Playing a game of follow the lights on a guitar neck is a great way to learn chords, scales and songs quickly without your eyes wandering from fretting hands to instruction book or online video and back again. There are dedicated instruments available with LEDs pre-installed in the neck, but if you already have an axe then learning sleeves offer up a decent alternative. The slickest sleeve we've seen so far is the FretX system, but it only covers the first four frets. The Fret Zeppelin sleeve goes right up the fifteenth, opening up LED-guided learning to much more than the basics.
The Fret Zeppelin sleeve is designed to slide under the strings of most full-sized electric or acoustic guitars, with a control box prototype currently mounted to the back of the host guitar but likely heading for between the tuning pegs at the rear of the headstock in the production version. The adhesive-backed LED strip is reckoned to be less than half the height of a standard fret, so it will feel raised against the fingerboard but shouldn't dampen strings or interfere with playing too much.
Finger position for single notes or full chords is marked by an illuminated LED. The system connects wirelessly to a mobile device running an iOS/Android companion app (currently Bluetooth, but the design team is looking into Wi-Fi), allowing new students to follow the full color spectrum lights to learn basic chords and scales, with the designers saying that newbies should be able to play an entire song on the first try.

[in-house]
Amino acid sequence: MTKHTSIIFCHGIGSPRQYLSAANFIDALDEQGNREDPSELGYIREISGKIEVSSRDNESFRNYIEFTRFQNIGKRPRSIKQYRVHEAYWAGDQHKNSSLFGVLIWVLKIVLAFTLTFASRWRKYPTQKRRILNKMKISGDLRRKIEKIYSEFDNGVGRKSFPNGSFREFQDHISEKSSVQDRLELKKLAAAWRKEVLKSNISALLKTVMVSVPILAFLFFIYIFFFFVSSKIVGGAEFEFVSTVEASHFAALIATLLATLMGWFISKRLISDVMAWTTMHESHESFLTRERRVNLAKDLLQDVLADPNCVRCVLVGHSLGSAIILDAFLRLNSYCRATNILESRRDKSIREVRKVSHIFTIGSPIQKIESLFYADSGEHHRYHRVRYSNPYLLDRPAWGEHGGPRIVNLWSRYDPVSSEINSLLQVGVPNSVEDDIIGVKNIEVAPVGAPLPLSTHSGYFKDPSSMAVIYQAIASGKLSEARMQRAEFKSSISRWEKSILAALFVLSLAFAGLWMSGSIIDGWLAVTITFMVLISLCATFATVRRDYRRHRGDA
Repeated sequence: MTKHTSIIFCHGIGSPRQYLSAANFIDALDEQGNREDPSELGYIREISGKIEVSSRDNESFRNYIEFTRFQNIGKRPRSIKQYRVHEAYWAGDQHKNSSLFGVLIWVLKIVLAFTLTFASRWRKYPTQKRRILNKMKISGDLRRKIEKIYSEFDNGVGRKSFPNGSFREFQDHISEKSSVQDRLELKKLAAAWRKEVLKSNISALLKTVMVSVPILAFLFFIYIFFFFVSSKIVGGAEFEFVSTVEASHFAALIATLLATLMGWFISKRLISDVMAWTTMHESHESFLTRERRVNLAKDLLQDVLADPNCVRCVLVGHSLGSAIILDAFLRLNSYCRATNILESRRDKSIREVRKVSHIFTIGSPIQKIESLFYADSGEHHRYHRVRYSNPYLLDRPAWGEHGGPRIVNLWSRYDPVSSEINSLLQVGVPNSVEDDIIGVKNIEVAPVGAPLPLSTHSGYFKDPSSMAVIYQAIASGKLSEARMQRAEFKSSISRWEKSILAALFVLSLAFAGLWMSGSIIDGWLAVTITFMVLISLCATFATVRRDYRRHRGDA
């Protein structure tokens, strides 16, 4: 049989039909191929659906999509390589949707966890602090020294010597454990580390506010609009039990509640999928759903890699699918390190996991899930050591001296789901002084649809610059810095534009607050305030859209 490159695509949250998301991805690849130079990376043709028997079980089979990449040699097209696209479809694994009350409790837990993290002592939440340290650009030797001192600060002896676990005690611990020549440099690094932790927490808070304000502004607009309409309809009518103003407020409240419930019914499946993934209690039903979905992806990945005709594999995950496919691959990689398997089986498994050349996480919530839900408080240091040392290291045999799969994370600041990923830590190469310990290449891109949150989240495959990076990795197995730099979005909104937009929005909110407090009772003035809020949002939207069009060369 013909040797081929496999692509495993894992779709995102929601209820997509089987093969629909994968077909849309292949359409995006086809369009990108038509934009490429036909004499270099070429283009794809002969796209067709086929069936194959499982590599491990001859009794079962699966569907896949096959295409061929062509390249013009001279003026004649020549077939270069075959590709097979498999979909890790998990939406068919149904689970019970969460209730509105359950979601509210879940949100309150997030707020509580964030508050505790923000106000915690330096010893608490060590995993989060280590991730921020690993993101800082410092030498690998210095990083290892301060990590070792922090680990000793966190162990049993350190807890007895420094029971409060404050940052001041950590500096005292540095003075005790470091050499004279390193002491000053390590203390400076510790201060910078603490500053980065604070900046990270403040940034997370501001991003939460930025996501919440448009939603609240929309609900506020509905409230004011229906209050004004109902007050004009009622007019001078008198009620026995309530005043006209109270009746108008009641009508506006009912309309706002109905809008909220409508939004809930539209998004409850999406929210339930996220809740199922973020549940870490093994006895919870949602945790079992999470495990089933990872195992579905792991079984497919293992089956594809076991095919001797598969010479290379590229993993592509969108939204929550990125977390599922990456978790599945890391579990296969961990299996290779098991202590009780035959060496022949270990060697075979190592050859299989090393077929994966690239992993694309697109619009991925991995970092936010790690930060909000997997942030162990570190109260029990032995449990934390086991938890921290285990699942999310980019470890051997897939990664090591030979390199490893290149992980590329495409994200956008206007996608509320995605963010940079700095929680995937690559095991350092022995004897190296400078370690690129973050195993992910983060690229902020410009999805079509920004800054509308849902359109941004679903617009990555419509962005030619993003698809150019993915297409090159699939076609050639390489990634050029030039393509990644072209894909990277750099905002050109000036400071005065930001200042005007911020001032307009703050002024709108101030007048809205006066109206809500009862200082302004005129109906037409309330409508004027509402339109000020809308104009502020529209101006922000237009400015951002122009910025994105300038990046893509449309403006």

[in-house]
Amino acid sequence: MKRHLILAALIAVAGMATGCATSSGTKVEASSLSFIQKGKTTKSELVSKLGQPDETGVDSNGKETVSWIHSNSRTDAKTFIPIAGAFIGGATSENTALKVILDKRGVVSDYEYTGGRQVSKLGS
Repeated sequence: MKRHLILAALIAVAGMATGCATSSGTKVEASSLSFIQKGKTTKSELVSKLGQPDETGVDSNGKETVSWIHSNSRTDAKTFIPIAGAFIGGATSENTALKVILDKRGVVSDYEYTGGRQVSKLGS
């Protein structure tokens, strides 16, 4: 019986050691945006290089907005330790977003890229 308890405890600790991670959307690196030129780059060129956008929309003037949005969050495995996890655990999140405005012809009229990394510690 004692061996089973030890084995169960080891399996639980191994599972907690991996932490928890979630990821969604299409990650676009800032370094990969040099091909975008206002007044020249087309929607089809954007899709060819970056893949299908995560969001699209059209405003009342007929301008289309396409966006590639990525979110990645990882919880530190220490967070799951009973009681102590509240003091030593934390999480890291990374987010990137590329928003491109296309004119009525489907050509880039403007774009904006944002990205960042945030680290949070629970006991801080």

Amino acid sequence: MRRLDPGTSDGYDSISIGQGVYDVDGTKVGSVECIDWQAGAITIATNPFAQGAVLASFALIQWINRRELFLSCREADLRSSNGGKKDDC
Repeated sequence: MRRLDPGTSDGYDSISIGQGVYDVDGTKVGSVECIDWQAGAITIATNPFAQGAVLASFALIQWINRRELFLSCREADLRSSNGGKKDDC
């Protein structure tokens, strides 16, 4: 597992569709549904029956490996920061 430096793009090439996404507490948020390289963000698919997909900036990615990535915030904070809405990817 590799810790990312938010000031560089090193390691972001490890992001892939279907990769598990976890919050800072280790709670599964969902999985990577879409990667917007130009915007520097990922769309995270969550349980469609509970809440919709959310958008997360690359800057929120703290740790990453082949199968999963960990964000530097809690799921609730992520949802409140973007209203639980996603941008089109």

Correctly played notes are detected and registered by the smart device's microphone, with the app then triggering the LEDs on the sleeve to move onto the next stage. And so it goes on. If you get lost or need some extra visual help, finger positions are shown within the app. Lead guitar parts, key changes and improvisation techniques are available for more advanced players.
The color, intensity and effect patterns of all 144 LEDs along the neck can be tweaked via the app, meaning that the Fret Zeppelin could run a funky light show during a performance. The creators also promise long battery life, though no specifics are given, and MIDI file compatibility.
The Fret Zeppelin has been 5 years in development, and is now at the pre-production prototype stage. To make the jump onto the necks of student guitars, the project has launched on Kickstarter. Pledges start at US$199 (four times the starting pledge of the FretX), and if all goes to plan shipping is estimated to start in October this year.
Have a look at the pitch video below for an overview of the project.
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